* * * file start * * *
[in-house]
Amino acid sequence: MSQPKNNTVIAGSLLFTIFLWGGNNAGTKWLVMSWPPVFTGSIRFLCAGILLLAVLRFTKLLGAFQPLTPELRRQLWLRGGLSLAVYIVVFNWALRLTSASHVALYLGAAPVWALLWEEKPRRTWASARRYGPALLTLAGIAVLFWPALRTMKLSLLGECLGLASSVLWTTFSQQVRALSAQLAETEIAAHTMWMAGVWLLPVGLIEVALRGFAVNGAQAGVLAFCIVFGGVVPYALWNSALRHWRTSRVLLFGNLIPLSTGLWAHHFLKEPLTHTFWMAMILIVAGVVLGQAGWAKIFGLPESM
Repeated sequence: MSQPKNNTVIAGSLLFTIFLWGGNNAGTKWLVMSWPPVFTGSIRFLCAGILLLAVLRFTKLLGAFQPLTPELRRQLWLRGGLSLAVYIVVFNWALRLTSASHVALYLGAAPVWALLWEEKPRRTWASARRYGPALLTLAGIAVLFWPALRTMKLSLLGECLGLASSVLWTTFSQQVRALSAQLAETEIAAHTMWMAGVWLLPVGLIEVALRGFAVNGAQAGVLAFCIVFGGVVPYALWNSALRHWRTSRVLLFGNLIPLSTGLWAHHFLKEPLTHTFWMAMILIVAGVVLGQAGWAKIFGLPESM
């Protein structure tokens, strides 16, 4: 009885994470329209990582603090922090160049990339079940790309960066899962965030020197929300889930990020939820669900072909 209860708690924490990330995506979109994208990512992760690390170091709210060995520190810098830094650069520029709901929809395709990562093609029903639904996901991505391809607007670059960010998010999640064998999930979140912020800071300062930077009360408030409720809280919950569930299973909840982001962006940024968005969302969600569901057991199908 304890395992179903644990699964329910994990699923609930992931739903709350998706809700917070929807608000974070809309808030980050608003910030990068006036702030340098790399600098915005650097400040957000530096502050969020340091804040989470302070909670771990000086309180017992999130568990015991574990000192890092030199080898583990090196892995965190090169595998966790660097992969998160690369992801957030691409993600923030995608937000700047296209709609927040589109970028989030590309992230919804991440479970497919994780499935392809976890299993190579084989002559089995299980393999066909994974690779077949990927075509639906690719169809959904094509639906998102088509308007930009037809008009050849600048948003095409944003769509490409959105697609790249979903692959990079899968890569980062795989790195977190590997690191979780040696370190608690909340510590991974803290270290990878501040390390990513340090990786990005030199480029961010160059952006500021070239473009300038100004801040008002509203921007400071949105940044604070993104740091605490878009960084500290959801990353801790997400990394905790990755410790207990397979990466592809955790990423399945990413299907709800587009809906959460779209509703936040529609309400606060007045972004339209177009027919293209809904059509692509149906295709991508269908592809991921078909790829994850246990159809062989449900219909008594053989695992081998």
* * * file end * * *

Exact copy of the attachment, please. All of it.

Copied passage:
[in-house]
Amino acid sequence: MSQPKNNTVIAGSLLFTIFLWGGNNAGTKWLVMSWPPVFTGSIRFLCAGILLLAVLRFTKLLGAFQPLTPELRRQLWLRGGLSLAVYIVVFNWALRLTSASHVALYLGAAPVWALLWEEKPRRTWASARRYGPALLTLAGIAVLFWPALRTMKLSLLGECLGLASSVLWTTFSQQVRALSAQLAETEIAAHTMWMAGVWLLPVGLIEVALRGFAVNGAQAGVLAFCIVFGGVVPYALWNSALRHWRTSRVLLFGNLIPLSTGLWAHHFLKEPLTHTFWMAMILIVAGVVLGQAGWAKIFGLPESM
Repeated sequence: MSQPKNNTVIAGSLLFTIFLWGGNNAGTKWLVMSWPPVFTGSIRFLCAGILLLAVLRFTKLLGAFQPLTPELRRQLWLRGGLSLAVYIVVFNWALRLTSASHVALYLGAAPVWALLWEEKPRRTWASARRYGPALLTLAGIAVLFWPALRTMKLSLLGECLGLASSVLWTTFSQQVRALSAQLAETEIAAHTMWMAGVWLLPVGLIEVALRGFAVNGAQAGVLAFCIVFGGVVPYALWNSALRHWRTSRVLLFGNLIPLSTGLWAHHFLKEPLTHTFWMAMILIVAGVVLGQAGWAKIFGLPESM
């Protein structure tokens, strides 16, 4: 009885994470329209990582603090922090160049990339079940790309960066899962965030020197929300889930990020939820669900072909 209860708690924490990330995506979109994208990512992760690390170091709210060995520190810098830094650069520029709901929809395709990562093609029903639904996901991505391809607007670059960010998010999640064998999930979140912020800071300062930077009360408030409720809280919950569930299973909840982001962006940024968005969302969600569901057991199908 304890395992179903644990699964329910994990699923609930992931739903709350998706809700917070929807608000974070809309808030980050608003910030990068006036702030340098790399600098915005650097400040957000530096502050969020340091804040989470302070909670771990000086309180017992999130568990015991574990000192890092030199080898583990090196892995965190090169595998966790660097992969998160690369992801957030691409993600923030995608937000700047296209709609927040589109970028989030590309992230919804991440479970497919994780499935392809976890299993190579084989002559089995299980393999066909994974690779077949990927075509639906690719169809959904094509639906998102088509308007930009037809008009050849600048948003095409944003769509490409959105697609790249979903692959990079899968890569980062795989790195977190590997690191979780040696370190608690909340510590991974803290270290990878501040390390990513340090990786990005030199480029961010160059952006500021070239473009300038100004801040008002509203921007400071949105940044604070993104740091605490878009960084500290959801990353801790997400990394905790990755410790207990397979990466592809955790990423399945990413299907709800587009809906959460779209509703936040529609309400606060007045972004339209177009027919293209809904059509692509149906295709991508269908592809991921078909790829994850246990159809062989449900219909008594053989695992081998």